Twitter’s former security chief Peiter “Mudge” Zatko accused the company and its board of directors of violating financial rules, of fraud, and of grossly neglecting its security obligations in a complaint to the US Securities & Exchange Commission, the Federal Trade Commission, and the US Justice Department last month.
The Washington Post obtained and published a redacted copy of the complaint, which makes numerous allegations about occurrences and practices preceding and during Zatko’s time at the company, which ran from November 16, 2020 through January 19, 2022, when he was terminated by the new CEO Parag Agrawal.
Zatko’s complaint was filed by nonprofit law firm Whistleblower Aid, which confirmed the authenticity of the Post’s republished document to The Register.
“During Mudge’s employment, he uncovered extreme, egregious deficiencies by Twitter in every area of his mandate, including … user privacy, digital and physical security, and platform integrity / content moderation,” the complaint says.
When asked to comment, Twitter denied the allegations.
“Mr Zatko was fired from his senior executive role at Twitter in January 2022 for ineffective leadership and poor performance,” a Twitter spokesperson told The Register in an emailed statement.
“What we’ve seen so far is a false narrative about Twitter and our privacy and data security practices that is riddled with inconsistencies and inaccuracies and lacks important context. Mr. Zatko’s allegations and opportunistic timing appear designed to capture attention and inflict harm on Twitter, its customers and its shareholders. Security and privacy have long been company-wide priorities at Twitter and will continue to be.”
Zatko, a well-known ex member of the the Cult of the Dead Cow hacking group who has worked at Google, Stripe, and the US Department of Defense, has many defenders in the security community who have pushed back against Twitter’s attempt to blame its former security leader.
Zatko’s claims come at a particularly bad time. Twitter is in the midst of a legal battle with billionaire Elon Musk who made an offer to buy Twitter then tried to back out after the company’s value declined in conjunction with a broad market retreat. Musk’s justification for trying to get out of his contract to pay $44 billion for a company with a current market capitalization of $31 billion is based on his claim that Twitter underestimated its number of fake accounts and thus misrepresented its value.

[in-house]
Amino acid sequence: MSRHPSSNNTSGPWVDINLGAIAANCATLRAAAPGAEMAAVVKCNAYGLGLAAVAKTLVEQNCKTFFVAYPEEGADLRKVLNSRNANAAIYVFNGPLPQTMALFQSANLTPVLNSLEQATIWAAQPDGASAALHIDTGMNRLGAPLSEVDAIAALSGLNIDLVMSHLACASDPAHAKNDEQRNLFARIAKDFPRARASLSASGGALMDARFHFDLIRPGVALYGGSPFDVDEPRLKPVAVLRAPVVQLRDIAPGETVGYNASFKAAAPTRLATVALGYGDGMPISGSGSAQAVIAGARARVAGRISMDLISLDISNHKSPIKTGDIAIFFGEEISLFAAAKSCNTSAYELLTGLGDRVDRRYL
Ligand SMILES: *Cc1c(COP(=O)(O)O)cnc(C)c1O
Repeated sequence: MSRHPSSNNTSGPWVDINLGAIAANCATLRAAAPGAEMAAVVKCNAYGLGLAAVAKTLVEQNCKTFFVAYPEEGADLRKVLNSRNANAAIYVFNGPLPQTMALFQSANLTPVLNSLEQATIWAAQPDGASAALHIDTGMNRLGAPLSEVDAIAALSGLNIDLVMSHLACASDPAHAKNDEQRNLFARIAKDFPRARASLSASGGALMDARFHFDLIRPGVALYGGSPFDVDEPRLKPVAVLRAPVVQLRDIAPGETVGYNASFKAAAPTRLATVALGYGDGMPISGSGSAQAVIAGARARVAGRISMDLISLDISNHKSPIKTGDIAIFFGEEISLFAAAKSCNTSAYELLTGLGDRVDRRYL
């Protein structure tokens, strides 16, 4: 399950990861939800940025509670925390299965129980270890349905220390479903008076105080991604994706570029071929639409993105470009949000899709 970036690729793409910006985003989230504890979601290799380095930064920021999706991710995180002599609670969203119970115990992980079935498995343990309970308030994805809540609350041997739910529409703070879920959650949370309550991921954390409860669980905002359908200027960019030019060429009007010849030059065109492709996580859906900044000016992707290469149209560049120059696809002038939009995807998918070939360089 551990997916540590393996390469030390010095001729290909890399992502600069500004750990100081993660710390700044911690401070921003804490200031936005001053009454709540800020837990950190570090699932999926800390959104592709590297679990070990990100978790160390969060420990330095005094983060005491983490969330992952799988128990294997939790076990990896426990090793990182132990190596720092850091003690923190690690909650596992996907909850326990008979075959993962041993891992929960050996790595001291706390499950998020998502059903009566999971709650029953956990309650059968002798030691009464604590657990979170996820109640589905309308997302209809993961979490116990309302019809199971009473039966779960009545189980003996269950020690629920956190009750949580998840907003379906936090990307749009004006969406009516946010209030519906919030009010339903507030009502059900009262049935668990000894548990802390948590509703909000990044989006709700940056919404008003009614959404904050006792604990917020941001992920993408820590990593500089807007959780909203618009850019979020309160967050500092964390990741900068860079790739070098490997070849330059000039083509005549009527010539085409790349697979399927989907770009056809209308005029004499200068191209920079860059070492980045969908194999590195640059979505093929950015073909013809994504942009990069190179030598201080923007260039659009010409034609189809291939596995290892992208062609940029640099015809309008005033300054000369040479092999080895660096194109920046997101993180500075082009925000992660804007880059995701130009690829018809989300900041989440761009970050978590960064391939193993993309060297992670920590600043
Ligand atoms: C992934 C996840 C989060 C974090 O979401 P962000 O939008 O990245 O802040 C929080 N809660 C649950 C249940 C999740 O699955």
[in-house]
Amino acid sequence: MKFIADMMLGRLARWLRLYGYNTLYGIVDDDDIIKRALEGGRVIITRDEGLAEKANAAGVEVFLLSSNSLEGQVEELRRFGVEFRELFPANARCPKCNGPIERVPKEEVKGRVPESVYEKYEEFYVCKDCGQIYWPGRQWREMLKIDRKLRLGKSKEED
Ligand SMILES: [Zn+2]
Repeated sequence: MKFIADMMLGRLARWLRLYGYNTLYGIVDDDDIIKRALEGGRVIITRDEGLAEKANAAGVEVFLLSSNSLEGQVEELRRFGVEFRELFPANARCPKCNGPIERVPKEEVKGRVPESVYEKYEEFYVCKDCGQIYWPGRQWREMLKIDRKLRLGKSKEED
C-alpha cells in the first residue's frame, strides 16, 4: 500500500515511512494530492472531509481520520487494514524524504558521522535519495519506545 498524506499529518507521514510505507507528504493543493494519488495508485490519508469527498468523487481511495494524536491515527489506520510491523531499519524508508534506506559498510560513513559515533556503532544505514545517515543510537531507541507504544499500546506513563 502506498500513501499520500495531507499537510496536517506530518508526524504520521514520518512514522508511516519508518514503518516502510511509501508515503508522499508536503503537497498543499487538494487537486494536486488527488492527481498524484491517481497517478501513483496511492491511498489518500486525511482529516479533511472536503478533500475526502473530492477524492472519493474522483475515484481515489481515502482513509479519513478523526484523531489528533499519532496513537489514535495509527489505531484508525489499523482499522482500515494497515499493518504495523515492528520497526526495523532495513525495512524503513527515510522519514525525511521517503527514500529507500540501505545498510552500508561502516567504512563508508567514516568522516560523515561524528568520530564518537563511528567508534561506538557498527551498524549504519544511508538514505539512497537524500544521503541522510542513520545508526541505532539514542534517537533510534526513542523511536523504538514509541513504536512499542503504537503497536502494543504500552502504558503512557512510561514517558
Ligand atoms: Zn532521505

The complaint alleges: Twitter made misrepresentations to the FTC about platform security, privacy, and integrity; Twitter violated SEC auditing rules for public companies; made fraudulent misrepresentations about securities violations to its Board of Directors; and exhibited “negligence and even complicity with respect to efforts by foreign governments to infiltrate, control, exploit, surveil, and/or censor the company’s platform, staff, and operations.”
Deep, deep trouble
The 84-page whistleblower document describes Twitter as a company without insight into its problems and without the leadership to fix them. It asserts that Twitter has failed to comply with its 2011 FTC Consent Order, a claim made separately in May by the FTC and Justice Department that Twitter settled for $150 million.
It paints a dire picture of Twitter’s IT operations, alleging that over 50 percent of the company’s 500,000 data center servers are running non-compliant kernels or operating systems, that over 30 percent of employee devices have disabled software and security updates, and that mobile device management and internal threat detection are deficient. We’re also told that about half of Twitter’s roughly 10,000 staff have access to live production systems and user data.
Particularly troubling is the claim that “the Indian government forced Twitter to hire specific individual(s) who were government agents who (because of Twitter’s basic architectural flaws) would have access to vast amounts of sensitive Twitter data.”
Agrawal, in an internal memo posted to Twitter by CNN reporter Donie O’Sullivan, echoes the statement provided by Twitter comms. He reiterates that Zatko was fired for cause and characterized the complaint as “a false narrative that is riddled with inconsistencies and inaccuracies, and presented without important context.”
Zatko’s complaint offers support for Musk’s allegations that Twitter undercounted the number of bots operating on its platform. For example, it cites a May 16, 2022 tweet by Twitter’s CEO that states, “we are strongly incentivized to detect and remove as much spam as we possibly can, every single day.”
The filing says, “Agrawal’s tweet is a lie. In fact, Agrawal knows very well that Twitter executives are not incentivized to accurately ‘detect’ or report total spam bots on the platform.”
It goes on to claim that executives are incentivized not to report spam bots because Twitter in 2019 adopted “a new, proprietary, opaque metric” called Monetizable Daily Active Users (mDAUs) and tied executive bonuses to the metric.
“Executives are incentivized to avoid counting spambots as mDAU, because mDau is reported to advertisers, and advertisers use it to calculate the effectiveness of ads,” the complaint says.
Musk has reportedly scheduled a deposition with Zatko prior to the trial of Twitter’s case against Musk on October 17, 2022 in the Delaware Chancery Court. He has also reportedly subpoenaed former Twitter CEO Jack Dorsey.
Earlier this month, Twitter filed an answer [PDF] to Musk’s claims in the Delaware litigation, characterizing them as pretextual efforts to avoid fulfilling his contractual obligation to buy the company. ®